by Julie Cosgrove. Including student testimonials.
For the past four years, art history instructor, Denise Johnson, has been an advocate for adjunct, or part-time faculty, who currently make up 77% of the teachers on the various Chaffey campuses. As the union representative for part time teachers in the Chaffey College Faculty Association, she currently represents some 650 part time teachers.
Then in the spring of 2014, Johnson found herself a victim of the circumstances many adjunct teachers must deal with semester after semester.
A sudden and unexplained change came in the fall schedule, reducing her course load and income by two thirds.
She has been an art history teacher at Chaffey for nine years and for seven years has taught a course she considered herself uniquely qualified to teach, the history of women in art, focusing on issues of feminism. A graduate of Cal Arts, she aimed the classes at undergraduate students just beginning their college careers. And successfully introduced many to new ideas and insights through the study of women in art history.
But this spring, she found herself eliminated from the fall schedule, except for a class in the history of photography. The college has no obligation to explain its actions and legally can hire and fire adjuncts at will. Johnson had to learn from a statement made at a public Governing Board meeting that the new transfer standards (ATT) eliminated her course because it was too much like upper-division offerings at the four year colleges. She also heard she was not considered qualified to teach Art 1, contemporary art history, although she had been doing so for seven years.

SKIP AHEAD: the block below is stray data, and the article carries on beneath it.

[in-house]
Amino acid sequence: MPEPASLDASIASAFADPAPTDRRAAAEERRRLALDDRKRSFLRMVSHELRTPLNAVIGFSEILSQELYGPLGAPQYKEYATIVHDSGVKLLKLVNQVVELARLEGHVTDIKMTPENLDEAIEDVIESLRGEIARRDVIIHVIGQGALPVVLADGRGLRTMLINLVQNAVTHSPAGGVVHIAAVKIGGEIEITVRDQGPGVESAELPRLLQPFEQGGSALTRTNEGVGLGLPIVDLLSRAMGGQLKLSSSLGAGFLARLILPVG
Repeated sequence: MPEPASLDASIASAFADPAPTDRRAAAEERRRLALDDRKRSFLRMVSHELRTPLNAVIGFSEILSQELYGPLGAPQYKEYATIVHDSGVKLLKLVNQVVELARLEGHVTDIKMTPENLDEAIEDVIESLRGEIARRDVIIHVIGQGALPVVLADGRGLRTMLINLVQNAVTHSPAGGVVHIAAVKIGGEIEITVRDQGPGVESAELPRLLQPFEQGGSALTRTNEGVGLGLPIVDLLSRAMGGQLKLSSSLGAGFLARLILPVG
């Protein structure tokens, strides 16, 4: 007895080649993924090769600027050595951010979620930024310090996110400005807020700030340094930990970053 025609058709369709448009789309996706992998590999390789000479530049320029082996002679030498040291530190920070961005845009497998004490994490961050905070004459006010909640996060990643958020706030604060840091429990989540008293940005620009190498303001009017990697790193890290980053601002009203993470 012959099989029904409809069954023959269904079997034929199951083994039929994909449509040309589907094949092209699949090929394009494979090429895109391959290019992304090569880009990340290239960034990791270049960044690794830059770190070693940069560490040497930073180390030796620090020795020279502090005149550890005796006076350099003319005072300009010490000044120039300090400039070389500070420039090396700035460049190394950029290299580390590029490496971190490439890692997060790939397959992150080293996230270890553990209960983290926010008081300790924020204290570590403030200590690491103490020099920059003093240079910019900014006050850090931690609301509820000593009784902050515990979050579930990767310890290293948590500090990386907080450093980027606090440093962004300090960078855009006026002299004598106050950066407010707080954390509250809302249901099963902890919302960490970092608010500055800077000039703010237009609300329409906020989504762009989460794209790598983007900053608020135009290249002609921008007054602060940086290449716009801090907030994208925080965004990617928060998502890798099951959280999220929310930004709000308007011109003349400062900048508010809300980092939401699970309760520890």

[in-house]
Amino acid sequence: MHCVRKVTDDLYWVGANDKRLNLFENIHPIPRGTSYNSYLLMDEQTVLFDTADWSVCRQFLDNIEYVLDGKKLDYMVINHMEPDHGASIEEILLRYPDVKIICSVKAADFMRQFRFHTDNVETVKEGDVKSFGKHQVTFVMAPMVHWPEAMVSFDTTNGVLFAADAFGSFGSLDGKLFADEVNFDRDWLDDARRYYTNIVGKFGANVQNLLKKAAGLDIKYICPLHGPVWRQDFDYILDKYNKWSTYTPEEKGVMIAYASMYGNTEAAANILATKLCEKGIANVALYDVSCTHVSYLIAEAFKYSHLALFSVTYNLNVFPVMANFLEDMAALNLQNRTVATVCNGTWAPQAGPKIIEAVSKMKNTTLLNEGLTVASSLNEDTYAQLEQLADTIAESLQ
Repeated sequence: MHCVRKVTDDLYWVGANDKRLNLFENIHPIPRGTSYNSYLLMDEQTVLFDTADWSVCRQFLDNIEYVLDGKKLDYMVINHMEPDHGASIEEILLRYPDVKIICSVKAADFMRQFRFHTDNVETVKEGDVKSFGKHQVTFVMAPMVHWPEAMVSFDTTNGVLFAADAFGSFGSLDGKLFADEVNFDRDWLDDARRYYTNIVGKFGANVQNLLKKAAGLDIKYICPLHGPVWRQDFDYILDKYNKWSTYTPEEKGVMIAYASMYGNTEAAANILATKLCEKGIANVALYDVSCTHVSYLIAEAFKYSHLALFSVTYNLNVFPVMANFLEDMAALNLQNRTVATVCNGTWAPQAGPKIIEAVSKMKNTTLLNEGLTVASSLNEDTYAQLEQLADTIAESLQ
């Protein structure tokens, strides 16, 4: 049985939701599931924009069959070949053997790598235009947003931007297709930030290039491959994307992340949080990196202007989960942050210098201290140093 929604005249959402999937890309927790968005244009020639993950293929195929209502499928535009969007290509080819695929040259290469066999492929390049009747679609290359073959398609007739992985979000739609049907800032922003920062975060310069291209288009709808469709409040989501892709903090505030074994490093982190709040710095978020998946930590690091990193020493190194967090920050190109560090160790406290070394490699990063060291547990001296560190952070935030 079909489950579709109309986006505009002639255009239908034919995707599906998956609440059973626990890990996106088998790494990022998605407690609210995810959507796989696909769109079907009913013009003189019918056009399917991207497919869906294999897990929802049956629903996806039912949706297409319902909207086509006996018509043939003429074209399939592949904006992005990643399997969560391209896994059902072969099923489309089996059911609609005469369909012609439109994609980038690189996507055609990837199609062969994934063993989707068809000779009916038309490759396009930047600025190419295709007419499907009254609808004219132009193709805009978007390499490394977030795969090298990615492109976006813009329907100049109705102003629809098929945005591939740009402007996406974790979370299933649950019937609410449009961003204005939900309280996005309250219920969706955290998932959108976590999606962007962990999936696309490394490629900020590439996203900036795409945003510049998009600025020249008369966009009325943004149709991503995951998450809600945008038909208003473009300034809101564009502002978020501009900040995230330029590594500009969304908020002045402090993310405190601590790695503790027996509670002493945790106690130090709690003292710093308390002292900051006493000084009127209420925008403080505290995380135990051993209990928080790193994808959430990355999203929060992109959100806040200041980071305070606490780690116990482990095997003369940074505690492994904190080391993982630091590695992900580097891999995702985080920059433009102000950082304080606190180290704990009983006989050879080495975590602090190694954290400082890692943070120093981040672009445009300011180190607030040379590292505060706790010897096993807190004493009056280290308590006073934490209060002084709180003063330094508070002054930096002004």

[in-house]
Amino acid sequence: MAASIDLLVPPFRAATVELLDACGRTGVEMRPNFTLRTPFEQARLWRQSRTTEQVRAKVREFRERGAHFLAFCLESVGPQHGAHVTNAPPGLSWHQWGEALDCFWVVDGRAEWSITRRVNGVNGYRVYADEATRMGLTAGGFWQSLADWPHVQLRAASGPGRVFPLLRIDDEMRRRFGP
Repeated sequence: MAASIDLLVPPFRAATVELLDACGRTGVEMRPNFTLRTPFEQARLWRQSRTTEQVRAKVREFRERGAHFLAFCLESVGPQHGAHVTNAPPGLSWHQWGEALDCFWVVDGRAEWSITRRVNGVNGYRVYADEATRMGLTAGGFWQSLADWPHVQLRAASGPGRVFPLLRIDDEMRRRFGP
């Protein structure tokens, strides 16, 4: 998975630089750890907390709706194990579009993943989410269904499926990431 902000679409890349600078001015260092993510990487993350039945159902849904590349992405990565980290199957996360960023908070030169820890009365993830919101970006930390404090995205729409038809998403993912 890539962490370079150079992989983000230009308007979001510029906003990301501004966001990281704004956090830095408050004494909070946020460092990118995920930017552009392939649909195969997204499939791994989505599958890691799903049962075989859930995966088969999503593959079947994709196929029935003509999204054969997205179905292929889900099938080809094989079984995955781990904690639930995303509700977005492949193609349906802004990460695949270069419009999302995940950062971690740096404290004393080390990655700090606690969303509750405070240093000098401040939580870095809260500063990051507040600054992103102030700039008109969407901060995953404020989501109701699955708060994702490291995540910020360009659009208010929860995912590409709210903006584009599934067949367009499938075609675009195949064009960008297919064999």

Her students were devastated to hear the news and organized a petition drive and appeals to the Governing Board on her behalf. On April 24, an online petition of 600 and testimonials from many former students joined a chorus of voices in support of Johnson. Sara Goding, a past editor of the Breeze, Sheila Taylor, instructional aid and past president of (u)ntitled, students Inkyung Sung, Maria Gonzalez, Megan Flanders protested against the elimination of Art 6, women in art history, and in support of Johnson. (Copies of these testimonials are appended.)
In California, adjunct faculty are not legally entitled to “due process,” that is, the right to know the reasons for dismissal or to hear about any charges levied against them. They do not have the right to a hearing before a faculty committee to answer those charges. Earlier in the year, another adjunct faculty member was summarily dismissed in the middle of the fall semester, despite having taught at Chaffey for seven years. Stefan Veldhuis, instructor of political science, had been involved in reporting misconduct of another Chaffey staff member. He believed he was summarily dismissed because he was “whistle-blowing,” according to an interview in Inside Higher Ed, an online educational journal. Neither Veldhuis nor Johnson are legally entitled to a discuss these issues before a forum of their peers.